An event making the rounds on social media hosted by the Ohio Department of Transportation (ODOT) provides an opportunity for citizens to tell Governor John Kasich’s (R) administration about public transportation improvements they’d like to see in their city. The public meeting to discuss statewide transit needs is hosted on Friday, October 31 from 10am to 12pm at the Warren County OhioMeansJobs Center in Lebanon.
While the gathering has good intention, it fails to meet the basic criteria of planning a public involvement meeting:
- Never host a public meeting on a holiday.
- Never host a public meeting on a Friday or weekend.
- The location of a public meeting should be accessible to all members of the community and able to attract a diverse group of citizens.
By car, Lebanon is roughly a one hour drive north of Cincinnati, and a 30-minute drive south from Dayton. It’s also the city where the regional ODOT office is located; understandably why the administration would opt to hold a public involvement meeting here. What went unconsidered are the needs of people that the public meeting is focused on: citizens reliant on public transportation.
The closest Metro bus stop to Lebanon is 8.3 miles away, near Kings Island in Mason. Let’s say we’re feeling ambitious and attempt to take the bus, then bicycle the remaining journey to Lebanon. It would take 48 minutes to cycle to the meeting in addition to the 1 hour, 11 minute ride on the bus. Cincinnati Metro, the region’s bus system, only offers select service to the northern suburbs. In order to arrive on time for the 10am meeting, a person dependent on transit would have to catch the 71x at 7:45am, arrive in Mason at 8:52am, then continue to the meeting on bicycle.
Getting back home is another story. The public involvement meeting adjourns at 12pm, but the bus route that services Mason is a job connection bus, meaning it only runs traditional hours when people are going to and from work. After another 48 minutes of cycling back to the bus stop, the inbound 71x picks up shortly after 3pm and returns to Cincinnati at 4:40pm.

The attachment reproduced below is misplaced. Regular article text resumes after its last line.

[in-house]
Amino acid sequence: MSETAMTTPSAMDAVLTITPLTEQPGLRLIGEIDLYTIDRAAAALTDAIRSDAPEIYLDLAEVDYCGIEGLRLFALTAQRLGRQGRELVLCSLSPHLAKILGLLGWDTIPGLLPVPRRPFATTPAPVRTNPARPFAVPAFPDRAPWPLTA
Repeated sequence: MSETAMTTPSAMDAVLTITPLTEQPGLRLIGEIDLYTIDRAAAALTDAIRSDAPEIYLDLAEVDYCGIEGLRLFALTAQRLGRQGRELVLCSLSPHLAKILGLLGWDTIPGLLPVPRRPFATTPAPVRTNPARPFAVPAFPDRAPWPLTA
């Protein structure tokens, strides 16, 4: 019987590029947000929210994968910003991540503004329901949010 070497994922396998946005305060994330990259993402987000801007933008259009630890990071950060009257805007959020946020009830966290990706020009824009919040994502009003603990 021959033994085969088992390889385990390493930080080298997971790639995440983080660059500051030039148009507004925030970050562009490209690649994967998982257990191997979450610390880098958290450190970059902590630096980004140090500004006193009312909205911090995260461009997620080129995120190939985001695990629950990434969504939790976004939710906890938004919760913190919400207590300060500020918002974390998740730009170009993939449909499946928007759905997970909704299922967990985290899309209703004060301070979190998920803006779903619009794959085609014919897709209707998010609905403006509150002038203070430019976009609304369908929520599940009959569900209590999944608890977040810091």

In summary, if a citizen dependent on bus transportation wishes to give ODOT their input, they would spend 7 hours commuting to the two hour meeting, and need to able-bodied to ride a bicycle for eight miles. What about senior citizens and people with disabilities? Who can afford to take an entire day off work to attend a meeting? As a transit rider who has a car, driving an hour each way to attend the meeting –in the middle of the work day– for me, is inconvenient and unfeasible.
The poor choice of trying to combine Cincinnati and Dayton into one meeting was an unfortunate oversight in event planning. Instead, meetings should be hosted in the downtown of each city, just like they have been in Columbus and Cleveland which are also participating in the ODOT series.
Since 2011, Governor Kasich has cut $4 million from the state’s public transit budget, leaving Ohio with one of the lowest funded transit systems in the country. If there’s a genuine interest in hearing how those cuts affect the people that rely on public transportation the most, the administration needs to schedule a second meeting in Cincinnati near Government Square where those people can actually get to.
Of course, this isn’t the first time area transit users have been ignored when it comes to public meeting locations. Earlier this year, Ohio Secretary of State Jon Husted (R) upheld a decision to relocate Hamilton County’s Board of Elections office to a location that would take up to four hours to access by transit.